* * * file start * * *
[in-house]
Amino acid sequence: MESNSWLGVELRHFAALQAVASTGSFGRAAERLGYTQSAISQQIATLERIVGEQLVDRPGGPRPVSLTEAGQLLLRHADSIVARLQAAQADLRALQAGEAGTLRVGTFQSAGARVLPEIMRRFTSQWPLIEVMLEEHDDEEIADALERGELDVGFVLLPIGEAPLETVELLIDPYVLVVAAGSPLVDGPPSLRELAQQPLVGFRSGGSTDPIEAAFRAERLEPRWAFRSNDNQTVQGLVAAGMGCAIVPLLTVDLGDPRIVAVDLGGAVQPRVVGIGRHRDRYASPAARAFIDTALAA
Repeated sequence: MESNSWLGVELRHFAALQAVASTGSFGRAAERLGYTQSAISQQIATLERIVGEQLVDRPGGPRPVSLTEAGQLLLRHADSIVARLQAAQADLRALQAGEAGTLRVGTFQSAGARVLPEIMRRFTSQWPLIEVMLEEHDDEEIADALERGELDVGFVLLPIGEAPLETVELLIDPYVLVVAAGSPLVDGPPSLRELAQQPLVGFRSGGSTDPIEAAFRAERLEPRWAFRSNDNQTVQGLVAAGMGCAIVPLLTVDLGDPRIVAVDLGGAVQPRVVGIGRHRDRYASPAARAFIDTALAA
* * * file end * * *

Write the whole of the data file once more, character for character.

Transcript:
[in-house]
Amino acid sequence: MESNSWLGVELRHFAALQAVASTGSFGRAAERLGYTQSAISQQIATLERIVGEQLVDRPGGPRPVSLTEAGQLLLRHADSIVARLQAAQADLRALQAGEAGTLRVGTFQSAGARVLPEIMRRFTSQWPLIEVMLEEHDDEEIADALERGELDVGFVLLPIGEAPLETVELLIDPYVLVVAAGSPLVDGPPSLRELAQQPLVGFRSGGSTDPIEAAFRAERLEPRWAFRSNDNQTVQGLVAAGMGCAIVPLLTVDLGDPRIVAVDLGGAVQPRVVGIGRHRDRYASPAARAFIDTALAA
Repeated sequence: MESNSWLGVELRHFAALQAVASTGSFGRAAERLGYTQSAISQQIATLERIVGEQLVDRPGGPRPVSLTEAGQLLLRHADSIVARLQAAQADLRALQAGEAGTLRVGTFQSAGARVLPEIMRRFTSQWPLIEVMLEEHDDEEIADALERGELDVGFVLLPIGEAPLETVELLIDPYVLVVAAGSPLVDGPPSLRELAQQPLVGFRSGGSTDPIEAAFRAERLEPRWAFRSNDNQTVQGLVAAGMGCAIVPLLTVDLGDPRIVAVDLGGAVQPRVVGIGRHRDRYASPAARAFIDTALAA